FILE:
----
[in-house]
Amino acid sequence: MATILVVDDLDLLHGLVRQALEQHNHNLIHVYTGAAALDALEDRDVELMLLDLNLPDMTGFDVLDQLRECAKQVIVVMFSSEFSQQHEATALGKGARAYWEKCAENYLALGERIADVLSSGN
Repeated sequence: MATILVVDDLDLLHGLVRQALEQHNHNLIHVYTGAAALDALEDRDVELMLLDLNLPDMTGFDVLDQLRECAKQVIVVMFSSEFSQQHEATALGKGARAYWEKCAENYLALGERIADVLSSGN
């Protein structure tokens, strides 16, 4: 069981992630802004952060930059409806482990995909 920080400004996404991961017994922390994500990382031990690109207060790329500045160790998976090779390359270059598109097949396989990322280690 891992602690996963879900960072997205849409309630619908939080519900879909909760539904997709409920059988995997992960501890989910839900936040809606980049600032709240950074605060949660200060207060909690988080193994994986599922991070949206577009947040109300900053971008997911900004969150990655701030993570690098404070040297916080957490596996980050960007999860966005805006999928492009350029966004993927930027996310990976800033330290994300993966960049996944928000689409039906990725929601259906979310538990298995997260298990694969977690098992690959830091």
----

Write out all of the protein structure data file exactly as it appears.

[in-house]
Amino acid sequence: MATILVVDDLDLLHGLVRQALEQHNHNLIHVYTGAAALDALEDRDVELMLLDLNLPDMTGFDVLDQLRECAKQVIVVMFSSEFSQQHEATALGKGARAYWEKCAENYLALGERIADVLSSGN
Repeated sequence: MATILVVDDLDLLHGLVRQALEQHNHNLIHVYTGAAALDALEDRDVELMLLDLNLPDMTGFDVLDQLRECAKQVIVVMFSSEFSQQHEATALGKGARAYWEKCAENYLALGERIADVLSSGN
């Protein structure tokens, strides 16, 4: 069981992630802004952060930059409806482990995909 920080400004996404991961017994922390994500990382031990690109207060790329500045160790998976090779390359270059598109097949396989990322280690 891992602690996963879900960072997205849409309630619908939080519900879909909760539904997709409920059988995997992960501890989910839900936040809606980049600032709240950074605060949660200060207060909690988080193994994986599922991070949206577009947040109300900053971008997911900004969150990655701030993570690098404070040297916080957490596996980050960007999860966005805006999928492009350029966004993927930027996310990976800033330290994300993966960049996944928000689409039906990725929601259906979310538990298995997260298990694969977690098992690959830091």